Facebook’s investment wasn’t just to reach a younger audience, as we learned in September that Instagram is making plans to sell advertising by September 2014. 

Marketers that aren’t on Instagram should at least explore the option of Instagram as a potential fit in their social and content strategies now. They should also follow the news on Instagram and be ready to pounce when their advertising plans are revealed.

With Facebook involved, this could be a real game changer.



INDUSTRY: Retail and Business

Buying local

Trend: Large regional and national retail chains are recognizing the increasing value that customers are placing on buying local products.

Impact: Consumers love boutique stores. They like to buy local. They value the superior customer service. And they develop close bonds with their favorite specialty stores. That’s why Valley Junction has been so popular for many years and why we’ve seen the East Village’s popularity explode over the past few years. 

Many of the country’s largest companies recognize those realities. More and more of them are working with smaller retailers -- especially those with a clear focus and strong brand -- to buy local and create closer connections with consumers. We’re seeing it at the Heart of Iowa Market Place with our gift baskets and other products. It’s especially evident in the form of national websites featuring local stores and products. 

Some will promote the local brand by name; others won’t. Large companies that promote local brands provide a marketing boost that smaller companies could only dream of affording. Even those that don’t generate a boost in sales. Profit margins may be squeezed while working with larger companies, but the increased volume in sales will usually make it worth the effort. 

Either way, the big brands’ growing trend of buying local creates wonderful opportunities for small retailers. They should not only be prepared to capitalize on it to sell more products and improve profit margins; they should seek out such partnerships and opportunities in the coming year. 



INDUSTRY: Transportation

Transportation Funding 

Trend: Transportation funding has not kept pace with the increasing system demands. Finding new ways to fund projects will become increasingly important.

Impact: Currently, Iowa’s state roadway system has an annual shortfall of $215 million in funding; federal (U.S. highways and the interstate system) and local systems (city and county road networks) face similar issues. Revenues for most transportation projects are derived from fuel taxes. Although transportation needs and demands have increased dramatically, revenues have remained relatively flat and are not keeping pace with the demand. Part of this is due to the increased fuel efficiency of vehicles. Vehicles are getting better mileage and therefore use less fuel. Less fuel equals less tax revenue. 

The other part of revenues remaining flat is that, as a whole, people are driving less than they did in the past. Less driving and better fuel efficiency mean less fuel consumption and less revenue from fuel taxes. This is a bit of an oversimplification but expresses the general idea of what is happening. To help bridge the gap in funding, the Iowa Department of Transportation and others are looking at a number of ways to increase revenue that are not solely based on fuel consumption. These range from indexing the fuel taxes to the inflation rate, increasing oversize/overweight permit fees, increasing registration fees, eliminating the state fuel tax and replacing it with an excise tax, applying a local option sales tax to fuel sales, a per-mile fee for driving based on time of day and the system that is used, put a tax on dyed fuel sales (mainly used for agricultural), and revising driver’s license and vehicles registration fees to better capture costs. These are just a few of the ideas that are being discussed. The challenge will be to identify the best options for everyone that will improve Iowa’s transportation system. Discussions will be going on at the Statehouse this year and at the local level on how to increase transportation funding.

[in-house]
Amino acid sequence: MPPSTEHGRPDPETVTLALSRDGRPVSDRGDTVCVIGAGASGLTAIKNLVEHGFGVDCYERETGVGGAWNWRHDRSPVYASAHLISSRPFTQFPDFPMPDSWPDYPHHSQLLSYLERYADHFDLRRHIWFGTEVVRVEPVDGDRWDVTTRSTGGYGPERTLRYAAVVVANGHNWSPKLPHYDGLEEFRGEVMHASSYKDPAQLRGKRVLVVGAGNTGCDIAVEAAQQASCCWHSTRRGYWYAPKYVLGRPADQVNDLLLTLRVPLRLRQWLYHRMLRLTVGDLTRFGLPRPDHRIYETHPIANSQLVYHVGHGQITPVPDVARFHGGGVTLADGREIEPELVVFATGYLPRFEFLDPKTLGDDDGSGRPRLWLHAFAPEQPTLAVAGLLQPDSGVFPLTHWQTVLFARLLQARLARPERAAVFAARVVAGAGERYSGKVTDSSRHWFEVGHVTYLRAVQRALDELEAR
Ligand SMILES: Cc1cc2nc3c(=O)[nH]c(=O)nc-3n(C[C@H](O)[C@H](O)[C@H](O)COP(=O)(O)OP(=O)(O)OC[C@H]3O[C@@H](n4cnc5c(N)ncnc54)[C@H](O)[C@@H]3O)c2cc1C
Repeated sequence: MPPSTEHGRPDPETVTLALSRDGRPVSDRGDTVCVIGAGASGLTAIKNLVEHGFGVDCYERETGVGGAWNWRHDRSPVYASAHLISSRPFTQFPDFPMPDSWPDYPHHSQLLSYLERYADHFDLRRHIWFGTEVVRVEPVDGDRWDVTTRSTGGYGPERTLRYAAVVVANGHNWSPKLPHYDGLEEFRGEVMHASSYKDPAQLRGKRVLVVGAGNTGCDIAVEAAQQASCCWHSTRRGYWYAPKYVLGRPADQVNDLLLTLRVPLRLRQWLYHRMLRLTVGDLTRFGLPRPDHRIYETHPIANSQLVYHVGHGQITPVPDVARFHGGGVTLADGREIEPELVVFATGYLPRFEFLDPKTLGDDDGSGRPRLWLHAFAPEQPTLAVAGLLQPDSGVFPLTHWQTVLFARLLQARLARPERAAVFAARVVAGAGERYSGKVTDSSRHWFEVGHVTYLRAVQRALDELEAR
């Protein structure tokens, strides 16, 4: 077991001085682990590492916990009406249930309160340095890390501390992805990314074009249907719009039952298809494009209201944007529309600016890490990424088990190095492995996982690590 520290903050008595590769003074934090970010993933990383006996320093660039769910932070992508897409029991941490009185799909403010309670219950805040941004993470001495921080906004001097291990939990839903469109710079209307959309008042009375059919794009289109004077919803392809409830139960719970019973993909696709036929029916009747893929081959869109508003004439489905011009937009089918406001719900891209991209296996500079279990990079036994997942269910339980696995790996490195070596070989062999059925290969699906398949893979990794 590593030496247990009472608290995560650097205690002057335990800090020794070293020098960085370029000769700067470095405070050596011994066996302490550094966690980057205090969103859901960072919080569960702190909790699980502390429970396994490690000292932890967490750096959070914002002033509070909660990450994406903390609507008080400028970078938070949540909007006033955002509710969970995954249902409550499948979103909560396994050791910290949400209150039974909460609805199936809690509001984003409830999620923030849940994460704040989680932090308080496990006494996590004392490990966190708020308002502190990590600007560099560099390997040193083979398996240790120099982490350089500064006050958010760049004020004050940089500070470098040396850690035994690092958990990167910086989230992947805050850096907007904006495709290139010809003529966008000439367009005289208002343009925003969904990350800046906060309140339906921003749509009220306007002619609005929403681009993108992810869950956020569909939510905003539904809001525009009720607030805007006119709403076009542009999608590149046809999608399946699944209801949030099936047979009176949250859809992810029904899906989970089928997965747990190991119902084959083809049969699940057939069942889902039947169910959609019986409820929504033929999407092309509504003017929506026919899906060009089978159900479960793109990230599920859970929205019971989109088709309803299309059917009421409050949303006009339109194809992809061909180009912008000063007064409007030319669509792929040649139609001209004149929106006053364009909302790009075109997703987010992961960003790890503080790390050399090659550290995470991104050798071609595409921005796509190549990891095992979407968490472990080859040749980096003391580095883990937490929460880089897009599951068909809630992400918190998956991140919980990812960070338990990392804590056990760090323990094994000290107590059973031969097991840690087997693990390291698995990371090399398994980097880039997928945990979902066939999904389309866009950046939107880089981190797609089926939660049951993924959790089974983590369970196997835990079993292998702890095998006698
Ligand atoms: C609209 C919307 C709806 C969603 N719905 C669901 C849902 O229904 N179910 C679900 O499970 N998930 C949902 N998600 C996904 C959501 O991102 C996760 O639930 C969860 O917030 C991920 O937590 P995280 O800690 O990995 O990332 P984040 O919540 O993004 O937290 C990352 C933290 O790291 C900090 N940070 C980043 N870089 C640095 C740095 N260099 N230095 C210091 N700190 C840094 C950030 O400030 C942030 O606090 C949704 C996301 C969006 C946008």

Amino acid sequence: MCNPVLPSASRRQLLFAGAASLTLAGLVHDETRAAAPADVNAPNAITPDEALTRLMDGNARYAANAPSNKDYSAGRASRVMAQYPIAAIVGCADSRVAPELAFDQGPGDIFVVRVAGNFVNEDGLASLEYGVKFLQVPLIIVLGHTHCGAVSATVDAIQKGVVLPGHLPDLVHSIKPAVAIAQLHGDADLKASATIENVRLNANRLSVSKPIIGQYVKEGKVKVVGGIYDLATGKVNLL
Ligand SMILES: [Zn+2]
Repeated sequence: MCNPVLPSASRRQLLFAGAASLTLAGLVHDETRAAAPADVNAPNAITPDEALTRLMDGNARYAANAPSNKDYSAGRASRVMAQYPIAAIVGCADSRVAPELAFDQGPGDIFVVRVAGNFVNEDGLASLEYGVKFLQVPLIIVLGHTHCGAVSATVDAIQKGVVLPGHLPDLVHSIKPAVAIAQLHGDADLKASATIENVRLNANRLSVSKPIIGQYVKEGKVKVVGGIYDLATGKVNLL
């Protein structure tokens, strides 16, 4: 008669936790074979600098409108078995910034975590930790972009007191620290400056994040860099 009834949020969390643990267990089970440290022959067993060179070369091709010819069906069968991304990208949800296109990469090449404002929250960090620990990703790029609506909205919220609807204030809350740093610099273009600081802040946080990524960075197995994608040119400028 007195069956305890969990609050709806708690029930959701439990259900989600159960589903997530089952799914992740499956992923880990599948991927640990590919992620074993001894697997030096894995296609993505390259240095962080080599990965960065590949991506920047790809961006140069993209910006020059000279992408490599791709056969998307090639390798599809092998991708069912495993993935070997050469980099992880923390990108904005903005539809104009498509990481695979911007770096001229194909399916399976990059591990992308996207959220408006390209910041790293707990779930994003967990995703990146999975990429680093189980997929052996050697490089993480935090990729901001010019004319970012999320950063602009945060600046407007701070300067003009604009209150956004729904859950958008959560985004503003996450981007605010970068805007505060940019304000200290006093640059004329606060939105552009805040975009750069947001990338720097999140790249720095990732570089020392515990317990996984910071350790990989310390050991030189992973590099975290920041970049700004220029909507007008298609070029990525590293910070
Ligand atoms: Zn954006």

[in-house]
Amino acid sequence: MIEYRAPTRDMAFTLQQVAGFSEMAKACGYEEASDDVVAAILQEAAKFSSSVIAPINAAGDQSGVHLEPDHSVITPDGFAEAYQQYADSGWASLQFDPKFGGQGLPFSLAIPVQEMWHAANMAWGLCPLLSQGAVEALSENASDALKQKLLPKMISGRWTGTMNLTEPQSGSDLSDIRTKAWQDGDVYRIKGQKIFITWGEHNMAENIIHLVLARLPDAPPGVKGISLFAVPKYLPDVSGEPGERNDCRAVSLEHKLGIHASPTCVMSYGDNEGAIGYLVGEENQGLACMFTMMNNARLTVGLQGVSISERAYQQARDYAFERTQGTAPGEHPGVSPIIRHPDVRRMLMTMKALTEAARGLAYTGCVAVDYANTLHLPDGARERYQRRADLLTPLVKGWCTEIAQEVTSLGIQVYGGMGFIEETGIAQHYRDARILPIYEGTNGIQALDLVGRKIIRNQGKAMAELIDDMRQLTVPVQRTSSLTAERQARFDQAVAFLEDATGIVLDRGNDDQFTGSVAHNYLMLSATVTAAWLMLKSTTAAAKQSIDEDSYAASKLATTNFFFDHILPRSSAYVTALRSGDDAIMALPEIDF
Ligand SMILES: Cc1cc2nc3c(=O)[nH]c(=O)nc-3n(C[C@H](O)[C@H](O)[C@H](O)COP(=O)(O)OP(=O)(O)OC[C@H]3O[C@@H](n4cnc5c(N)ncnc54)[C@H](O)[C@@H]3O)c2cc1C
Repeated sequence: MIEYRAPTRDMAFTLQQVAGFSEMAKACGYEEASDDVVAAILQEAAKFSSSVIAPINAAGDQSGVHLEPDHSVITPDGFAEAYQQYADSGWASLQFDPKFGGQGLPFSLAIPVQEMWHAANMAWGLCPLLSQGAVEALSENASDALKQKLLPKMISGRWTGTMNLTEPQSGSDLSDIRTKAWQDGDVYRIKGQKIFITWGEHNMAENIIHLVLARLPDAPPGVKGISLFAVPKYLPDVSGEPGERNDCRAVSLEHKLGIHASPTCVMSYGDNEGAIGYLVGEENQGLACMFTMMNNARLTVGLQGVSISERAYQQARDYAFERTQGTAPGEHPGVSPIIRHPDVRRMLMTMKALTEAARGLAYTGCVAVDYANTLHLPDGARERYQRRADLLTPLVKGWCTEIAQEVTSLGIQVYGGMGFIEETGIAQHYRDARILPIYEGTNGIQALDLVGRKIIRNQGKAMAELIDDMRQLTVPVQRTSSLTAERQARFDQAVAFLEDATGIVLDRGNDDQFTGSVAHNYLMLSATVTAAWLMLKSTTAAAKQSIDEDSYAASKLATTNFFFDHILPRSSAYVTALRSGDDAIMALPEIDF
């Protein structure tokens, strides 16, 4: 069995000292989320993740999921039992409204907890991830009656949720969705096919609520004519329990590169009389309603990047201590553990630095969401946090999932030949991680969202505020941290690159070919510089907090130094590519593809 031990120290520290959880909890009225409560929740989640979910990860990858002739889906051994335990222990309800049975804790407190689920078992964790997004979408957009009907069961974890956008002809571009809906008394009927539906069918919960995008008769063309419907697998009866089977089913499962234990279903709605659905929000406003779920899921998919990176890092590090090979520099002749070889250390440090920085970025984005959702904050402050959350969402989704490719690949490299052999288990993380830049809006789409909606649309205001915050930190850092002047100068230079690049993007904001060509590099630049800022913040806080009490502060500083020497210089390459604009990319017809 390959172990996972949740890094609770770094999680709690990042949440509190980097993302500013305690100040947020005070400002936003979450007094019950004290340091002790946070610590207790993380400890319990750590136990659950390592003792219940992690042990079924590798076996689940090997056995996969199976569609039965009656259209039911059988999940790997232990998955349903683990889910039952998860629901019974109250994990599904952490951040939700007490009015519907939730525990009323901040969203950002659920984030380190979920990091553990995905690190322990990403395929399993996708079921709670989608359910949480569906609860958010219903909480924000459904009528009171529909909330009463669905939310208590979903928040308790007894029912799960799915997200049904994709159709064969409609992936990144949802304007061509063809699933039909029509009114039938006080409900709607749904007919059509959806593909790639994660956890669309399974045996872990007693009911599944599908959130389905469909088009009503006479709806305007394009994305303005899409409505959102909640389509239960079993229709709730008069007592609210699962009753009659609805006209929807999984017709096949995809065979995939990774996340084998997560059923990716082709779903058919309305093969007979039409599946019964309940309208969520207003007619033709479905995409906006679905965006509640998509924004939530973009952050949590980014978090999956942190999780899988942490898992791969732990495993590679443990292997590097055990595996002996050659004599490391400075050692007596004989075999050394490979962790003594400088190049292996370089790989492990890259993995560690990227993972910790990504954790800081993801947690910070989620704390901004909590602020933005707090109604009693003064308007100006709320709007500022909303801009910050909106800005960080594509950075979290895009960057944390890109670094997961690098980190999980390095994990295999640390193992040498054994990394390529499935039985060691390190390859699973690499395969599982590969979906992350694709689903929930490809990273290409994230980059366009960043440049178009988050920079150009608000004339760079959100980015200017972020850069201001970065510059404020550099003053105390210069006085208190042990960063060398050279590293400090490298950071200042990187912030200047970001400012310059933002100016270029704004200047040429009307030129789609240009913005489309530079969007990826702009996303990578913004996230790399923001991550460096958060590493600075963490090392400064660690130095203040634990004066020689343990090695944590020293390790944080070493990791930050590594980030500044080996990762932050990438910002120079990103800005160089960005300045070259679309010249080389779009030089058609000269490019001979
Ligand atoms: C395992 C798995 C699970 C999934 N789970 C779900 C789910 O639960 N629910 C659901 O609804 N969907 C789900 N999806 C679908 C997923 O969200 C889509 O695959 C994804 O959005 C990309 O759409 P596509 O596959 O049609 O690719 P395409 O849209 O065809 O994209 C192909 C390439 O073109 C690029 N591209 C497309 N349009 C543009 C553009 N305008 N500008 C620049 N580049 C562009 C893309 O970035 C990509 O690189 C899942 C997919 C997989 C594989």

INDUSTRY: Energy And Utilities

Changing energy generation portfolios

Trend: With new and anticipated U.S. Environmental Protection Agency regulations, utilities across the U.S. are looking at ways to reduce their carbon footprint.

Impact: Coal plants are being shut down or retrofitted to replace coal with other fuel sources, and environmental controls are being installed at other locations to make coal-fueled facilities more environmentally friendly. 

Utilities are looking at various ways to provide cleaner energy to their customers, and MidAmerican Energy Co. is no exception. In Iowa, construction is already underway to increase MidAmerican Energy’s wind generation fleet by 448 new turbines, or 1,050 megawatts of generating capacity. In 2014 and 2015, the company will construct the largest expansion of wind energy in Iowa’s history, making wind-powered energy approximately 39 percent of MidAmerican Energy’s total generating capacity. The landscape is changing as utilities are challenged to produce low-cost energy for a population with a growing reliance on electronics and plug-in devices. Utilities, along with their customers, will continue to look for ways to become greener and more sustainable in 2014.